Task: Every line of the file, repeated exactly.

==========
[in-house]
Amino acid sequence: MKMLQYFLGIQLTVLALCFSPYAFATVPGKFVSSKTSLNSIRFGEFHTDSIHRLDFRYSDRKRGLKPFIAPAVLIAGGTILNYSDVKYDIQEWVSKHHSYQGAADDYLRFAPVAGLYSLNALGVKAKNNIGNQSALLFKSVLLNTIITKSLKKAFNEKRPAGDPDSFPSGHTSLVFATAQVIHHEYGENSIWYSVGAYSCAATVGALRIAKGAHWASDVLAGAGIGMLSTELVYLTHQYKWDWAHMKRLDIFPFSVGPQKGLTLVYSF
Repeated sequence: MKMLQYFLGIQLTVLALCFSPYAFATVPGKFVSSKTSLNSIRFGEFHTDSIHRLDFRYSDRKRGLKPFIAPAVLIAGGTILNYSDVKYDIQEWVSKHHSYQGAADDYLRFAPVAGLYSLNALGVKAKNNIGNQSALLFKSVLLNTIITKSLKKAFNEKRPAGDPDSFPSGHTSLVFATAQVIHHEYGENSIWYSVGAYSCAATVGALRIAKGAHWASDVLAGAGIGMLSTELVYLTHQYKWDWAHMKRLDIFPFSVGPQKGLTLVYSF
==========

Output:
[in-house]
Amino acid sequence: MKMLQYFLGIQLTVLALCFSPYAFATVPGKFVSSKTSLNSIRFGEFHTDSIHRLDFRYSDRKRGLKPFIAPAVLIAGGTILNYSDVKYDIQEWVSKHHSYQGAADDYLRFAPVAGLYSLNALGVKAKNNIGNQSALLFKSVLLNTIITKSLKKAFNEKRPAGDPDSFPSGHTSLVFATAQVIHHEYGENSIWYSVGAYSCAATVGALRIAKGAHWASDVLAGAGIGMLSTELVYLTHQYKWDWAHMKRLDIFPFSVGPQKGLTLVYSF
Repeated sequence: MKMLQYFLGIQLTVLALCFSPYAFATVPGKFVSSKTSLNSIRFGEFHTDSIHRLDFRYSDRKRGLKPFIAPAVLIAGGTILNYSDVKYDIQEWVSKHHSYQGAADDYLRFAPVAGLYSLNALGVKAKNNIGNQSALLFKSVLLNTIITKSLKKAFNEKRPAGDPDSFPSGHTSLVFATAQVIHHEYGENSIWYSVGAYSCAATVGALRIAKGAHWASDVLAGAGIGMLSTELVYLTHQYKWDWAHMKRLDIFPFSVGPQKGLTLVYSF